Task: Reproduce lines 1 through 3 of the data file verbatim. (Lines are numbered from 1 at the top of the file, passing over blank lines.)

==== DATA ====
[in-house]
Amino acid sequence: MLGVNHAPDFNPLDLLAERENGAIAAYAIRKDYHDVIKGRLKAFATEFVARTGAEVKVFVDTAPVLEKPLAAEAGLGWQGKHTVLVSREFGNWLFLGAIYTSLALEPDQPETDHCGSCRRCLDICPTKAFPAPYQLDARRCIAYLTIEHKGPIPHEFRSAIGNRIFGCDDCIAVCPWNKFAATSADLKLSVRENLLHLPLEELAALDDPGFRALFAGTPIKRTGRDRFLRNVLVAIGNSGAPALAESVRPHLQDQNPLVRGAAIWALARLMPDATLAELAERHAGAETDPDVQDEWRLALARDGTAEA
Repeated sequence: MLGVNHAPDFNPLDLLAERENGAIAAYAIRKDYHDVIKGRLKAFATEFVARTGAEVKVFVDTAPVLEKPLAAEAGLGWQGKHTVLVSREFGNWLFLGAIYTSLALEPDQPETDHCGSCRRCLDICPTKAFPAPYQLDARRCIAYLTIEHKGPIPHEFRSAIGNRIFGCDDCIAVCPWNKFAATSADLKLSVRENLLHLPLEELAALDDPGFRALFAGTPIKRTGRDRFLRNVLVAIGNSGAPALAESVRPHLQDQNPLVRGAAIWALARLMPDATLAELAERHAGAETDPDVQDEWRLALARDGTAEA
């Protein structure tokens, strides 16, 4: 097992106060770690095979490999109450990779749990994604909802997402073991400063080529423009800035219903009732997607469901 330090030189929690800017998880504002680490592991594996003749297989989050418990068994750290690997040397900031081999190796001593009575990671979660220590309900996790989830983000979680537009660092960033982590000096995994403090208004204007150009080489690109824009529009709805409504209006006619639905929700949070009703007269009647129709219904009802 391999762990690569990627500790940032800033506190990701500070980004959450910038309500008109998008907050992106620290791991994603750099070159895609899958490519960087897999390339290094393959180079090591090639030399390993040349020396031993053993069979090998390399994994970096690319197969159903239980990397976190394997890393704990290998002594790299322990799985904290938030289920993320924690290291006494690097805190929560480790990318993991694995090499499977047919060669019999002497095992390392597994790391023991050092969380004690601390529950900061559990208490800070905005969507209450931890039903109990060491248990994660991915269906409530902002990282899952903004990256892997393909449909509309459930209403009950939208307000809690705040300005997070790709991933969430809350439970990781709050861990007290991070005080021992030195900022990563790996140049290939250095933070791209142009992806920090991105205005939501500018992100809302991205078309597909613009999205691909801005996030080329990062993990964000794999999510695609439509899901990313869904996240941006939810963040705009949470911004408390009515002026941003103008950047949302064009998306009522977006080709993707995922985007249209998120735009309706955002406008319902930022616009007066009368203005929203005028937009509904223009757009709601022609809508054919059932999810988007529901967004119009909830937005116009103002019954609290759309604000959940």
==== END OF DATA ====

[in-house]
Amino acid sequence: MLGVNHAPDFNPLDLLAERENGAIAAYAIRKDYHDVIKGRLKAFATEFVARTGAEVKVFVDTAPVLEKPLAAEAGLGWQGKHTVLVSREFGNWLFLGAIYTSLALEPDQPETDHCGSCRRCLDICPTKAFPAPYQLDARRCIAYLTIEHKGPIPHEFRSAIGNRIFGCDDCIAVCPWNKFAATSADLKLSVRENLLHLPLEELAALDDPGFRALFAGTPIKRTGRDRFLRNVLVAIGNSGAPALAESVRPHLQDQNPLVRGAAIWALARLMPDATLAELAERHAGAETDPDVQDEWRLALARDGTAEA
Repeated sequence: MLGVNHAPDFNPLDLLAERENGAIAAYAIRKDYHDVIKGRLKAFATEFVARTGAEVKVFVDTAPVLEKPLAAEAGLGWQGKHTVLVSREFGNWLFLGAIYTSLALEPDQPETDHCGSCRRCLDICPTKAFPAPYQLDARRCIAYLTIEHKGPIPHEFRSAIGNRIFGCDDCIAVCPWNKFAATSADLKLSVRENLLHLPLEELAALDDPGFRALFAGTPIKRTGRDRFLRNVLVAIGNSGAPALAESVRPHLQDQNPLVRGAAIWALARLMPDATLAELAERHAGAETDPDVQDEWRLALARDGTAEA